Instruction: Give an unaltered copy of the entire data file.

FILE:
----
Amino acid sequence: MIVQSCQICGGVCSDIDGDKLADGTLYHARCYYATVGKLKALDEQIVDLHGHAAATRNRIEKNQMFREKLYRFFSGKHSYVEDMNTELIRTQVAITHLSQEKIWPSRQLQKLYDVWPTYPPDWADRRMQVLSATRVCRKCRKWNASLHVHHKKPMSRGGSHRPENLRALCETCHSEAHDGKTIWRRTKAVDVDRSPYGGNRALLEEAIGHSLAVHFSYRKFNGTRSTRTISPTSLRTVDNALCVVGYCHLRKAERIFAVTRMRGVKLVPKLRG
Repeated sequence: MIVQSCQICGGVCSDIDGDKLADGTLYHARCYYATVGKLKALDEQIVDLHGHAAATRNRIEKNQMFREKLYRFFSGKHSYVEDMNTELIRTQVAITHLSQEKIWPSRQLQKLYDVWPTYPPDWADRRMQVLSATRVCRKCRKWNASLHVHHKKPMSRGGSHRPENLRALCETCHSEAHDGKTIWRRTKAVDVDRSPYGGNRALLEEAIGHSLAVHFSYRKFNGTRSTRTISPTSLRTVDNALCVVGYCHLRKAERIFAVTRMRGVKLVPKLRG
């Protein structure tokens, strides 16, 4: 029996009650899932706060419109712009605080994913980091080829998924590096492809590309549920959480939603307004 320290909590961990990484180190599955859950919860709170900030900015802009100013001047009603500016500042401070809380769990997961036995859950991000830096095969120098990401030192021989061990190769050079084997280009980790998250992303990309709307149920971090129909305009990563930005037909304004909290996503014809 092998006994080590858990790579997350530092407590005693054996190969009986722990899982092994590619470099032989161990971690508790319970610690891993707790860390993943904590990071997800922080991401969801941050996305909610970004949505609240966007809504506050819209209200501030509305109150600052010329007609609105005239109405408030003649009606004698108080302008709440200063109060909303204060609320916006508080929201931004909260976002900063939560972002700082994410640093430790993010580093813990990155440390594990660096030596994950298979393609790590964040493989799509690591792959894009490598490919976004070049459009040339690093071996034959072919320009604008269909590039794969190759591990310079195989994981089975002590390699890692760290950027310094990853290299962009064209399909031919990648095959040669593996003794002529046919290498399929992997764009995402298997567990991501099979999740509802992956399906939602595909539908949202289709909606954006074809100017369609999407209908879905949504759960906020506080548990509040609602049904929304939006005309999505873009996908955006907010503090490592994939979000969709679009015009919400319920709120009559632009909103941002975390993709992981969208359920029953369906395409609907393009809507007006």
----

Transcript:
Amino acid sequence: MIVQSCQICGGVCSDIDGDKLADGTLYHARCYYATVGKLKALDEQIVDLHGHAAATRNRIEKNQMFREKLYRFFSGKHSYVEDMNTELIRTQVAITHLSQEKIWPSRQLQKLYDVWPTYPPDWADRRMQVLSATRVCRKCRKWNASLHVHHKKPMSRGGSHRPENLRALCETCHSEAHDGKTIWRRTKAVDVDRSPYGGNRALLEEAIGHSLAVHFSYRKFNGTRSTRTISPTSLRTVDNALCVVGYCHLRKAERIFAVTRMRGVKLVPKLRG
Repeated sequence: MIVQSCQICGGVCSDIDGDKLADGTLYHARCYYATVGKLKALDEQIVDLHGHAAATRNRIEKNQMFREKLYRFFSGKHSYVEDMNTELIRTQVAITHLSQEKIWPSRQLQKLYDVWPTYPPDWADRRMQVLSATRVCRKCRKWNASLHVHHKKPMSRGGSHRPENLRALCETCHSEAHDGKTIWRRTKAVDVDRSPYGGNRALLEEAIGHSLAVHFSYRKFNGTRSTRTISPTSLRTVDNALCVVGYCHLRKAERIFAVTRMRGVKLVPKLRG
């Protein structure tokens, strides 16, 4: 029996009650899932706060419109712009605080994913980091080829998924590096492809590309549920959480939603307004 320290909590961990990484180190599955859950919860709170900030900015802009100013001047009603500016500042401070809380769990997961036995859950991000830096095969120098990401030192021989061990190769050079084997280009980790998250992303990309709307149920971090129909305009990563930005037909304004909290996503014809 092998006994080590858990790579997350530092407590005693054996190969009986722990899982092994590619470099032989161990971690508790319970610690891993707790860390993943904590990071997800922080991401969801941050996305909610970004949505609240966007809504506050819209209200501030509305109150600052010329007609609105005239109405408030003649009606004698108080302008709440200063109060909303204060609320916006508080929201931004909260976002900063939560972002700082994410640093430790993010580093813990990155440390594990660096030596994950298979393609790590964040493989799509690591792959894009490598490919976004070049459009040339690093071996034959072919320009604008269909590039794969190759591990310079195989994981089975002590390699890692760290950027310094990853290299962009064209399909031919990648095959040669593996003794002529046919290498399929992997764009995402298997567990991501099979999740509802992956399906939602595909539908949202289709909606954006074809100017369609999407209908879905949504759960906020506080548990509040609602049904929304939006005309999505873009996908955006907010503090490592994939979000969709679009015009919400319920709120009559632009909103941002975390993709992981969208359920029953369906395409609907393009809507007006």